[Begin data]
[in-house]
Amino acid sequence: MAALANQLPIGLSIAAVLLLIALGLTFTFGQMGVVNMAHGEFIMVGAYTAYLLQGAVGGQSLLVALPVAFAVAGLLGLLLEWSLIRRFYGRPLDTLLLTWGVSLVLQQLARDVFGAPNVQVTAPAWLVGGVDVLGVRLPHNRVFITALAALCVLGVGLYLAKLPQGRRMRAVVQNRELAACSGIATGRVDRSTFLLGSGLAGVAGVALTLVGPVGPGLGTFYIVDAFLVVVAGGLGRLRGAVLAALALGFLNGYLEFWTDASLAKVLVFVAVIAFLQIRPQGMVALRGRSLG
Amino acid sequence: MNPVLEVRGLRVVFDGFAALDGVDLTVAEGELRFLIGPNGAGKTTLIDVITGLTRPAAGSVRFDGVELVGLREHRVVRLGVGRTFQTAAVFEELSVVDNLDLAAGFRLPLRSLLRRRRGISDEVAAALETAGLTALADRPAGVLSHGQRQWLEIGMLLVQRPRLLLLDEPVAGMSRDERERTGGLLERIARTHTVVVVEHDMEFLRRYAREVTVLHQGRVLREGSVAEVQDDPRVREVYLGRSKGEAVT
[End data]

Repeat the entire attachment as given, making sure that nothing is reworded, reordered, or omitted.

[in-house]
Amino acid sequence: MAALANQLPIGLSIAAVLLLIALGLTFTFGQMGVVNMAHGEFIMVGAYTAYLLQGAVGGQSLLVALPVAFAVAGLLGLLLEWSLIRRFYGRPLDTLLLTWGVSLVLQQLARDVFGAPNVQVTAPAWLVGGVDVLGVRLPHNRVFITALAALCVLGVGLYLAKLPQGRRMRAVVQNRELAACSGIATGRVDRSTFLLGSGLAGVAGVALTLVGPVGPGLGTFYIVDAFLVVVAGGLGRLRGAVLAALALGFLNGYLEFWTDASLAKVLVFVAVIAFLQIRPQGMVALRGRSLG
Amino acid sequence: MNPVLEVRGLRVVFDGFAALDGVDLTVAEGELRFLIGPNGAGKTTLIDVITGLTRPAAGSVRFDGVELVGLREHRVVRLGVGRTFQTAAVFEELSVVDNLDLAAGFRLPLRSLLRRRRGISDEVAAALETAGLTALADRPAGVLSHGQRQWLEIGMLLVQRPRLLLLDEPVAGMSRDERERTGGLLERIARTHTVVVVEHDMEFLRRYAREVTVLHQGRVLREGSVAEVQDDPRVREVYLGRSKGEAVT